The Repository @ St. Cloud State

Open Access Knowledge and Scholarship

Date of Award


Culminating Project Type


Degree Name

Higher Education Administration: M.S.


Educational Administration and Higher Education


School of Education

First Advisor

Christine Imbra

Second Advisor

Steven McCullar

Third Advisor

Melanie Guentzel

Fourth Advisor

John Eller and Hsuehi Martin Lo

Creative Commons License

Creative Commons License
This work is licensed under a Creative Commons Attribution 4.0 License.

Keywords and Subject Headings

doctoral student, retention, persistence, degree completion, attrition, doctor of education


The purpose of this research study was to examine factors that influence doctoral students’ persistence and retention during various phases of professional development in the Doctor of Education (Ed.D.) program. This study used a quantitative approach and a quasi-experimental methodology to explore doctoral students’ needs and experiences from the students’ viewpoint as they were matriculating through their Ed.D. program. The factors explored included competencies, cultural adjustment, student transition to/through doctoral education, professional role identification and commitment, doctoral program environment, academic integration, social integration, SCSU campus environment, advising, research experiences, financial resources, and orientation.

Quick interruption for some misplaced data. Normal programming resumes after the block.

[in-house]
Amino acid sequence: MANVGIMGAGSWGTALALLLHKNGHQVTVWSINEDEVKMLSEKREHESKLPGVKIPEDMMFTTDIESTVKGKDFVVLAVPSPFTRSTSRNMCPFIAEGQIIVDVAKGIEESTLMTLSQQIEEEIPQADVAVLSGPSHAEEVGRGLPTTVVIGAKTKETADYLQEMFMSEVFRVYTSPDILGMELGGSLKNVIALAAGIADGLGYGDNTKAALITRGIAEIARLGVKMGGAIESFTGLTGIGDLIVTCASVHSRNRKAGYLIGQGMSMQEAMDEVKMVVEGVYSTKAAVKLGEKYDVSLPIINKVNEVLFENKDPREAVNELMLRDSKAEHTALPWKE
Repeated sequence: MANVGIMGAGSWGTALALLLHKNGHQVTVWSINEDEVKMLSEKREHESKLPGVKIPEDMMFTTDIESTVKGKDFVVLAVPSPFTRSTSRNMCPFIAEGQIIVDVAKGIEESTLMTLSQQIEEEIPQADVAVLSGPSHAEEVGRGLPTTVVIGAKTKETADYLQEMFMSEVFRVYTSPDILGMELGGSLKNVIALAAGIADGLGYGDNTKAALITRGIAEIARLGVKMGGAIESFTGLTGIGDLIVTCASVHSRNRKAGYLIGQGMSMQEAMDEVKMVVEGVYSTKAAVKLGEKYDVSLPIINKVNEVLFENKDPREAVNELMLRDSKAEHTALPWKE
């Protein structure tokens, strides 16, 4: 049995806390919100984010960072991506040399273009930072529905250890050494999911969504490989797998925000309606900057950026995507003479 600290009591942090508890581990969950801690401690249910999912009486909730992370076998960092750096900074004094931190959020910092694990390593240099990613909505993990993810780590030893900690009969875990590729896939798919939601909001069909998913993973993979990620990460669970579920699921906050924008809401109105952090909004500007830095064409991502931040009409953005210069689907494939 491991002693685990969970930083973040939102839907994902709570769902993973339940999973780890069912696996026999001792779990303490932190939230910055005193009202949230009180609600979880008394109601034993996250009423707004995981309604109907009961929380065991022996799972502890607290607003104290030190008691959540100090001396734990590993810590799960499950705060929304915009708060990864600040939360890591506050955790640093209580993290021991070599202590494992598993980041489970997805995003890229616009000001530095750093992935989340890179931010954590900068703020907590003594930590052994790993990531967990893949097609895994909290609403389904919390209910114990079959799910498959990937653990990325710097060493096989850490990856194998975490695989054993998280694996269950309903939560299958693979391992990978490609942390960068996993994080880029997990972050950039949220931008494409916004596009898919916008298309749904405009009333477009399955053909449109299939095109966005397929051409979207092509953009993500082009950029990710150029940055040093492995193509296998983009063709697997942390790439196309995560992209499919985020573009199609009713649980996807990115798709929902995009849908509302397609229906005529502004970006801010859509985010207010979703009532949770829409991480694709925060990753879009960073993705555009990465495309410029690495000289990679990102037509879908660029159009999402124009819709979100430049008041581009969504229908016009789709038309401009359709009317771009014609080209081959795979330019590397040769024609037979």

Four assessment surveys (Admissions, Membership, Candidacy, and Dissertation) were created for this study. Each survey was administered during a specific phase of doctoral students’ professional development in the Ed.D. program at SCSU. Each survey was administered to students based on the students’ transitional phase in their program.

Research findings indicated that social integration factors had a significant positive impact on doctoral students’ persistence and retention. It also indicated that financial resource factors had a significant negative impact on doctoral students’ persistence and retention. Other factors examined in this study are also facilitating or hindering doctoral student’s program progression despite no statistical significance. Thus, no one factor will result in doctoral students staying in or leaving.



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